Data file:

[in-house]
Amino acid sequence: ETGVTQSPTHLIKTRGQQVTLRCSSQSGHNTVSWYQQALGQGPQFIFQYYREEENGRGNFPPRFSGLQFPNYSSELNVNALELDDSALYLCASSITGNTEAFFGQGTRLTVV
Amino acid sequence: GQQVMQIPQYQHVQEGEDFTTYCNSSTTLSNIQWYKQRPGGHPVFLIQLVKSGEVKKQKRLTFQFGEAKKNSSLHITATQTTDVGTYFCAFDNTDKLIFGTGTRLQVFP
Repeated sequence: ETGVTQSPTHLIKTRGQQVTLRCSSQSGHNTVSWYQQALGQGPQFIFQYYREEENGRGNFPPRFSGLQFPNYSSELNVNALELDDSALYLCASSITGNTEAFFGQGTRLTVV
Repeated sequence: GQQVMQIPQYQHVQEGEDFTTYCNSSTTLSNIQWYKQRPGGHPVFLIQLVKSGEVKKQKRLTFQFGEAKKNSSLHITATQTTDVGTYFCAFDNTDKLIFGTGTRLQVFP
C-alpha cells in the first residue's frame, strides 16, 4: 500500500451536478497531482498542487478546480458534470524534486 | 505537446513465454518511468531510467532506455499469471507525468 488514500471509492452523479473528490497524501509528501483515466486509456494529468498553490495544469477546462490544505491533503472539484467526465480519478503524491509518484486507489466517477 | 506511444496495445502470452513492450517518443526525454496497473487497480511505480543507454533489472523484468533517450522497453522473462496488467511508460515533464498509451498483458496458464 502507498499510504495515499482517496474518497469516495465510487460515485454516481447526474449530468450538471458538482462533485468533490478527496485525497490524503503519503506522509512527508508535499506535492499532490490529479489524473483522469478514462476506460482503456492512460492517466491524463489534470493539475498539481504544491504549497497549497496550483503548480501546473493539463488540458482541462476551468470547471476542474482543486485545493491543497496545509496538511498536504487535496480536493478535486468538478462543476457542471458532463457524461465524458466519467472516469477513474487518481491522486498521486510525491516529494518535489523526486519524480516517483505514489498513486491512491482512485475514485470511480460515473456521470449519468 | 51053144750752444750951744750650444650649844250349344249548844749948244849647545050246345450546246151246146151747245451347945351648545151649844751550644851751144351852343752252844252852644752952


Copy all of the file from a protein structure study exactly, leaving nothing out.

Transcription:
[in-house]
Amino acid sequence: ETGVTQSPTHLIKTRGQQVTLRCSSQSGHNTVSWYQQALGQGPQFIFQYYREEENGRGNFPPRFSGLQFPNYSSELNVNALELDDSALYLCASSITGNTEAFFGQGTRLTVV
Amino acid sequence: GQQVMQIPQYQHVQEGEDFTTYCNSSTTLSNIQWYKQRPGGHPVFLIQLVKSGEVKKQKRLTFQFGEAKKNSSLHITATQTTDVGTYFCAFDNTDKLIFGTGTRLQVFP
Repeated sequence: ETGVTQSPTHLIKTRGQQVTLRCSSQSGHNTVSWYQQALGQGPQFIFQYYREEENGRGNFPPRFSGLQFPNYSSELNVNALELDDSALYLCASSITGNTEAFFGQGTRLTVV
Repeated sequence: GQQVMQIPQYQHVQEGEDFTTYCNSSTTLSNIQWYKQRPGGHPVFLIQLVKSGEVKKQKRLTFQFGEAKKNSSLHITATQTTDVGTYFCAFDNTDKLIFGTGTRLQVFP
C-alpha cells in the first residue's frame, strides 16, 4: 500500500451536478497531482498542487478546480458534470524534486 | 505537446513465454518511468531510467532506455499469471507525468 488514500471509492452523479473528490497524501509528501483515466486509456494529468498553490495544469477546462490544505491533503472539484467526465480519478503524491509518484486507489466517477 | 506511444496495445502470452513492450517518443526525454496497473487497480511505480543507454533489472523484468533517450522497453522473462496488467511508460515533464498509451498483458496458464 502507498499510504495515499482517496474518497469516495465510487460515485454516481447526474449530468450538471458538482462533485468533490478527496485525497490524503503519503506522509512527508508535499506535492499532490490529479489524473483522469478514462476506460482503456492512460492517466491524463489534470493539475498539481504544491504549497497549497496550483503548480501546473493539463488540458482541462476551468470547471476542474482543486485545493491543497496545509496538511498536504487535496480536493478535486468538478462543476457542471458532463457524461465524458466519467472516469477513474487518481491522486498521486510525491516529494518535489523526486519524480516517483505514489498513486491512491482512485475514485470511480460515473456521470449519468 | 51053144750752444750951744750650444650649844250349344249548844749948244849647545050246345450546246151246146151747245451347945351648545151649844751550644851751144351852343752252844252852644752952